While most of the ethnographic research above is conducted in the workplace contexts, Marwick’s highly anecdotal research on the social order in new media industry includes participation and observations of social media platforms and social gatherings of the San Francisco’s tech community from 2006 to 2010 (73-111). To better understand the hierarchy implied behind the interactions in the tech community, Marwick also conducted qualitative interviews with some of the tech scene’s entrepreneurs, “micro-celebrities”, tech journalists, and bloggers (73-111). These interviews then help her to see the implications of the hierarchy, such as the technology scene’s idealism status is earned through creating something that can change the world (82).

Furthermore, a study on the identities and culture of entrepreneurial labor by Neff, Wissinger, and Zukin shows that research in new media industry is not necessarily limited to observing and interacting with workers in this industry but can be expanded to other cultural industries; for it could provide a cross-disciplinary perspective on the object of study (308). The participant-observation in New York City and the interview data from 100 workers in the fashion media and the technology fields allow the researchers to identify the forces that led to entrepreneurial labor and to establish a model of “good work hierarchy in new media” (308-330).

Ethnography and interviewing complement each other in most studies, for interviewing is to understand the perspective, experience, motivation, feelings, and expectations of the subjects of study (i.e. employees, geeks, entrepreneurs) while ethnography allows the researcher to look critically at the new media industry (i.e. workplace, jobs, and free software community) from an outsider’s perspective.

Discourse/textual analysis 

Discourse/textual analysis is an approach which involves deconstructing written work to examine its relationship with the ideologies and social norms of a particular society, culture or community. In other words, researchers who perform textual analysis on a text would try to make sense of the ways people in particular cultures at times see themselves and the world they live in (McKee 1).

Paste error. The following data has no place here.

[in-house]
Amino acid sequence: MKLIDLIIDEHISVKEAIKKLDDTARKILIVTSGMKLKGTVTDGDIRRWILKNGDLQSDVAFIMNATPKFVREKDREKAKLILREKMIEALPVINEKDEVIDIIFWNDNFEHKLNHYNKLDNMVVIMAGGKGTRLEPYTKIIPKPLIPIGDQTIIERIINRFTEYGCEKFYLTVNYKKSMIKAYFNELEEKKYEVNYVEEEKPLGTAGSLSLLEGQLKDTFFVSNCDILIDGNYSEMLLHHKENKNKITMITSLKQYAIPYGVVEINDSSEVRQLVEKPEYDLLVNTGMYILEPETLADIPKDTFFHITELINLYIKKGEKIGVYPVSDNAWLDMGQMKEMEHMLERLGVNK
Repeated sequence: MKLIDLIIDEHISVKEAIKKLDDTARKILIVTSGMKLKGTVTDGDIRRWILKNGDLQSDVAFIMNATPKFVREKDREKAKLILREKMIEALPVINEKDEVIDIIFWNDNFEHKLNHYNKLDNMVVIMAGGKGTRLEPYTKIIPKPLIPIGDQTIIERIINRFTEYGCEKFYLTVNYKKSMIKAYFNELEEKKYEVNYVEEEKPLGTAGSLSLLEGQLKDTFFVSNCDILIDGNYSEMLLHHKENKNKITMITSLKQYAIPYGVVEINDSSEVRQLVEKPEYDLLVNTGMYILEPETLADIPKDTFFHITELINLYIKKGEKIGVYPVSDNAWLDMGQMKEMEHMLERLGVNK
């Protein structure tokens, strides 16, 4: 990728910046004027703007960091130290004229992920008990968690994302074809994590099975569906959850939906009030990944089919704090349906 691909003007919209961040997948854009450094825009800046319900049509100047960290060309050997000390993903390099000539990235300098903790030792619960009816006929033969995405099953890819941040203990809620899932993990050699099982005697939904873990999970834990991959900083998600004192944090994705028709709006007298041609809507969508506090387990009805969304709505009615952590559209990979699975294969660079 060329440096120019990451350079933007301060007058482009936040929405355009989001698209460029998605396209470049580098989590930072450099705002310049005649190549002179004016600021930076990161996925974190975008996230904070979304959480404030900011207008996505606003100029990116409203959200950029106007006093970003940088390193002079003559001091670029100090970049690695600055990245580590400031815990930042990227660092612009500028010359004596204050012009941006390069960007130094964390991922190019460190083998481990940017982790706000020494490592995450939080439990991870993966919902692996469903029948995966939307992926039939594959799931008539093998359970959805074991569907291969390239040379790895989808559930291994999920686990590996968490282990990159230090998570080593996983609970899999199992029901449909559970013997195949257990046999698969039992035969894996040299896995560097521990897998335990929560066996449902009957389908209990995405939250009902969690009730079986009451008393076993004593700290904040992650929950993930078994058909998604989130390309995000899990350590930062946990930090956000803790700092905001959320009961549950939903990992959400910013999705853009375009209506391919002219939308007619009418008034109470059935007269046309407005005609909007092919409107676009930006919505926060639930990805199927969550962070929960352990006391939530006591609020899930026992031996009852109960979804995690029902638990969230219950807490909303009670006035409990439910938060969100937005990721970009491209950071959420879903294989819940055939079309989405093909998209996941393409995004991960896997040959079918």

An important aspect of new media production studies is contemporary business culture, which is analysed by Eve Chiapello and Luc Boltanski, since it is fundamental to the organisation and economic activities of new media companies (n.p). Chiapello and Boltanski trace and observe the changes of organisations over the past 30 years by analysing published works from the field of management studies, which are argued to influence the thinking of employees and play an important role in corporate organisation reforms (164-165). The researchers choose texts written in French from the 1960s and the 1990s that were endorsed by professional management reviews (164). This is argued to be “an easier option than studying changes in practices that can be disparate and dispersed, of varying magnitude, and which can affect the organisation of the companies” (162). While this research’s object is similar to Brophy’s: post-Fordist work structures, this work’s goal is to provide a theoretical framework for better understanding of the transformations that capitalism has experienced. Both studies showed how organisations can be changed by employee initiative. However, Chiapello and Boltanski’s study aims to provide a model of change based on pragmatic analysis.